Open science: a closed case?

Before even thinking about how open science may alter our world, I think it’s important to grasp what science and science publishing as a medium really are. Kelly in his article suggests that science is the “complex apparatus for determining the factual correctness of information and relating it to old knowledge” (Kelly 2010), while Wilbanks (2011) purports that science publishing is the “core factory for knowledge transfer in the world” and the “philosophical transactions of knowledge” – and as we university students can attest, “scientia potentia est” (knowledge is power).

In this sense then it’s quite obvious why Pisani (2011) believes that sharing data and scientific knowledge from one scientist to another – or what is commonly called ‘open science’ – could be beneficial to the medical science industry and in turn, the general public’s health at large, yet feels uncomfortable doing so. She argues that with the added exposure, the pace of discovery, diagnostics and cures will inevitably quicken – a seemingly logical fact – but given the competitive nature of science publishing where one’s career prospects are based on and manifest through the culture of data-hoarding, the idea of sharing can be “scary”.

The very same problem is outlined by Michael Nielsen, an Australian physicist and champion for open science. “We can build tools that amplify our collective intelligence”, which could bring a fundamental “change in the way we construct knowledge itself”, yet “there is a kind of conservatism about it”.

Kelly (2010) posits that “the achievement of science is to discover new things; the evolution of science is to organise the discoveries in new ways”. Open-access forms of new media are generous in the way that they will allow scientists today to do both the discovering and the organisation; discovery through gaining access to an unprecedented amount of data open for collaborative interpretation with other likeminded scientists around the world (perhaps similar in scope to the Polymath Project which Nielsen mentions above), but also organisation through the increased channels through which science community can publish and release their findings to the world.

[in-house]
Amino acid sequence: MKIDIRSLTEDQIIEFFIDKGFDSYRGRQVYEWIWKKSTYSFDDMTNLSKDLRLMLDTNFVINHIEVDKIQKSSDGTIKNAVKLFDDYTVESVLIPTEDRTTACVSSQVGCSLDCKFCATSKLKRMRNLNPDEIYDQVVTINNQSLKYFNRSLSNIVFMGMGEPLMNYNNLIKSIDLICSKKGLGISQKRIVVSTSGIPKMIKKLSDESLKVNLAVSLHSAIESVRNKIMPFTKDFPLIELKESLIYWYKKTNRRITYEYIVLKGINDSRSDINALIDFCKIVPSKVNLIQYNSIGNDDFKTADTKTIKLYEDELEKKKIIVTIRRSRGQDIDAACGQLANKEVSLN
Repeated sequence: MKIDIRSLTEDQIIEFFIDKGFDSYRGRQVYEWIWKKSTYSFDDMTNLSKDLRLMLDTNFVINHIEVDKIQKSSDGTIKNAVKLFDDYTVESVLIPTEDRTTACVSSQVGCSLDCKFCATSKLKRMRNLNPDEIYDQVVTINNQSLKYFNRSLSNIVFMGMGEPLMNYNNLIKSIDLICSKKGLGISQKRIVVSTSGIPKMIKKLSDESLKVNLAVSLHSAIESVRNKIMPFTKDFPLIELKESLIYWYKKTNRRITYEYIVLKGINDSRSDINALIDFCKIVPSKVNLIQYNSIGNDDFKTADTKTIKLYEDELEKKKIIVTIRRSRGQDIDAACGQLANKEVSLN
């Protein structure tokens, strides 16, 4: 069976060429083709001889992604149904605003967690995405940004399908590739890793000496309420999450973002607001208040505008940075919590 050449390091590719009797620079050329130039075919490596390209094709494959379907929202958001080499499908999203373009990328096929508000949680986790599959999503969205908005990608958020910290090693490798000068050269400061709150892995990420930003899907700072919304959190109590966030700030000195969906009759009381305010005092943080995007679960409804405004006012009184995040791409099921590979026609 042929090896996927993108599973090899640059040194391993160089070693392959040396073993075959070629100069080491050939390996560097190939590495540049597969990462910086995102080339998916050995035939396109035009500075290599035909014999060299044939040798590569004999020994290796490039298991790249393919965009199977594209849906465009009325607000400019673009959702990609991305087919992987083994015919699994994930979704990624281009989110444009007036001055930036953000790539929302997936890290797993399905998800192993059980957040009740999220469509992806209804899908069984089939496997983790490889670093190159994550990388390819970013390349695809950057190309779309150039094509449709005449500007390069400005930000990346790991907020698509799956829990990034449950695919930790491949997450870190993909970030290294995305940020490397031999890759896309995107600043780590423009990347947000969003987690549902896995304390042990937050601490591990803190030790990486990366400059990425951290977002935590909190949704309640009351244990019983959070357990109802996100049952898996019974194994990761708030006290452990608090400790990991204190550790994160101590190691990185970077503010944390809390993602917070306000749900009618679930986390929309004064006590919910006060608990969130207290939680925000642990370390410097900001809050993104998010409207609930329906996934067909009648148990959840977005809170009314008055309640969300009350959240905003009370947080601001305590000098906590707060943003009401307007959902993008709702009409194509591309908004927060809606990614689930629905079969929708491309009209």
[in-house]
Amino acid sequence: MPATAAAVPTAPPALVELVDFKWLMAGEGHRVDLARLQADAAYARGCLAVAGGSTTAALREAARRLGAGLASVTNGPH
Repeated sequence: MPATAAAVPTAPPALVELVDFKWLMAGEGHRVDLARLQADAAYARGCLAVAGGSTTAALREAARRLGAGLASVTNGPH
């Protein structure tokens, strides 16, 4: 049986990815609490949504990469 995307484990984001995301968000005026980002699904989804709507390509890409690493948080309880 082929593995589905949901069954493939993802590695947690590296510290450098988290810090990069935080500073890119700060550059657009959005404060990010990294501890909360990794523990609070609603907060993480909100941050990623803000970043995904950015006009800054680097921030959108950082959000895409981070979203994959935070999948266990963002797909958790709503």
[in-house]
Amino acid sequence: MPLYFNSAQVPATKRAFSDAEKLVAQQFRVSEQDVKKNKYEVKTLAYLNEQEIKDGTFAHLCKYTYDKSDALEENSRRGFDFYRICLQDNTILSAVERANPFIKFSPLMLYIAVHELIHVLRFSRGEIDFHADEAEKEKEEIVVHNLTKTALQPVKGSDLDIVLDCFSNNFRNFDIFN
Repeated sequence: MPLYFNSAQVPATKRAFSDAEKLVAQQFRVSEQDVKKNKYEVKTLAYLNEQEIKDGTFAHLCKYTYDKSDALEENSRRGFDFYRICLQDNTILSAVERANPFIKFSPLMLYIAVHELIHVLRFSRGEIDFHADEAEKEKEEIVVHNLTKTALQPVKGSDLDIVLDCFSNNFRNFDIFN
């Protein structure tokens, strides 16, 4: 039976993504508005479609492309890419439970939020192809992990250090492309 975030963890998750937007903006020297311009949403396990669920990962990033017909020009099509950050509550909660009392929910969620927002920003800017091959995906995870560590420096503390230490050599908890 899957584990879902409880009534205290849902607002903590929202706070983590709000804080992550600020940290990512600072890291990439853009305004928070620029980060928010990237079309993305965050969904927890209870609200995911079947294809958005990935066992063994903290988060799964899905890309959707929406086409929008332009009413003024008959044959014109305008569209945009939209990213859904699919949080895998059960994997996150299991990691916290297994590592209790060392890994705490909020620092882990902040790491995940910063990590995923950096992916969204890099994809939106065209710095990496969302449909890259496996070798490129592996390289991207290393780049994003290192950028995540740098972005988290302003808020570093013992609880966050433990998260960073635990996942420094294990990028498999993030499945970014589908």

I don’t think that the topic of open science will directly correlate to my research topic of the transversal nature of Twitter and its impacts on child rights advocacy campaigns, however one thing I can say for sure is that I doubt that the topic of open science is going to be a closed case anytime soon.


Kelly, K. 2010, ‘Evolving the Scientific Method’, The Scientist, December 1, accessed 14 May 2013, <>

Nielsen, M. 2011, ‘Open Science’, TEDxWaterloo, April 6, viewed 14 May 2013, <>

Pisani, E. 2011, ‘Medical science will benefit from the research of crowds’, The Guardian, January 11, <>

Wilbanks, J. 2011, ‘On Science Publishing’, Seed, January 29, accessed 14 May 2013, <>


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